Sep 18, 2015

Obamacare Premiums are About to Increase

Post by Freedom Partners

Throughout the summer, state insurance regulators have released Affordable Care Act (ACA) rate hikes for next year. Unfortunately for hardworking Americans, many of the proposed increases were massive—with large insurers in several states proposing increases of 30 percent or more.

How does the White House spin enormous insurance cost increases?

The Obama administration assured the public these increases hadn’t been confirmed, meaning that they still required an audit by the state insurance department. The final rates, the president claimed, would be much lower.

The bad news?

In the last few weeks, many of those requested double-digit increases have been approved—indicating that the cost increases cited by insurers for the ACA are real and will start impacting families soon. For instance:

Alaska: 39.6 percent and 38.7 percent increases for the two insurers in the marketplace.

Tennessee: 36.3 percent increase for the state’s largest insurer; 44.7 percent for the second-largest.

Oregon: 33.3 percent and 25.6 percent increases for the two largest insurers.

Maryland: 26.0 percent and 19.8 percent increases for the two largest insurers.

Kentucky: 25.1 percent increase for the state’s largest insurer.

Iowa: 24.5 percent and 19.8 percent increases for the two largest insurers.

Nebraska: 21.89 percent and 14.8 percent increases for the two insurers in the marketplace (two new carriers will enter the market in 2016).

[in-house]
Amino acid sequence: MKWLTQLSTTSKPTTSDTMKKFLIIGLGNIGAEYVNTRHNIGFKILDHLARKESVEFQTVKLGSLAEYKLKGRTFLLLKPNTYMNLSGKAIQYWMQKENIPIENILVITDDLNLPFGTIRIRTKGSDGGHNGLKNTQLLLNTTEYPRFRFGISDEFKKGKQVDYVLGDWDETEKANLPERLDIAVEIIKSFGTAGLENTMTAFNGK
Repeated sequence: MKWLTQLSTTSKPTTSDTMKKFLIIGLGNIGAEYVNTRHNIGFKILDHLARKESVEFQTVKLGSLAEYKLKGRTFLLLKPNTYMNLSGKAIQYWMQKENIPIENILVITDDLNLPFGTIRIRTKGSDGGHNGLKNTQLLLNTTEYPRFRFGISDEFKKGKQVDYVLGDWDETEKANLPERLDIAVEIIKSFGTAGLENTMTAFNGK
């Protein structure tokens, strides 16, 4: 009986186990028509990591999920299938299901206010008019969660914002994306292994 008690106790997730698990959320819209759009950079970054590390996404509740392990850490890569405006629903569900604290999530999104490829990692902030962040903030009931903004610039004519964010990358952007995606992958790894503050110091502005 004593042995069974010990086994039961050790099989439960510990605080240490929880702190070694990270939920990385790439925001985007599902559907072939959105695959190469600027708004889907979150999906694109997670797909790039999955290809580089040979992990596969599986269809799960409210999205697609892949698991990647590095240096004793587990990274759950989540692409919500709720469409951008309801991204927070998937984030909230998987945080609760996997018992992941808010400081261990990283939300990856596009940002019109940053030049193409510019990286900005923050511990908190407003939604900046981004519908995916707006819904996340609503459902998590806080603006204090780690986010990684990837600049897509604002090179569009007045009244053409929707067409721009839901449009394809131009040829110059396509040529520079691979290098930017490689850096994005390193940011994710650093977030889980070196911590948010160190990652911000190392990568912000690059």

These states aren’t anomalies. ACA plans in many other states have proposed hefty 2016 premium increases that are still awaiting final approval from state insurance departments:

North Carolina: 34.6 percent increase requested by the state’s largest insurer.

Minnesota: 55 and 54 percent increases requested by the state’s two largest insurers.

New Hampshire: 20 to 51 percent increases requested by the two insurers in the marketplace.

Pennsylvania: 29.5 percent and 25.5 percent increases requested by the two largest insurers on the marketplace.

Illinois: 29 percent increase requested by Blue Cross Blue Shield.

Unfortunately, the picture doesn’t get any prettier. Premium growth will continue to pick up next year as costs under Obamacare outpace the law’s subsidies. In 2017, the risk corridor and reinsurance programs will expire—ending insurance company subsidies designed to keep premium increases lower.

When this happens, experts predict that premiums could spike by as much as 45 to 96 percent.

So much for President Obama’s promise that the Affordable Care Act would be “affordable” and cut “a typical family’s premium by up to $2,500 a year.”

After telling the American people countless times, “if you like your plan, you’ll be able to keep it,” the president was eventually forced to apologize after millions were kicked off their plans.

In the face of skyrocketing costs, will he apologize again? We won’t hold our breath.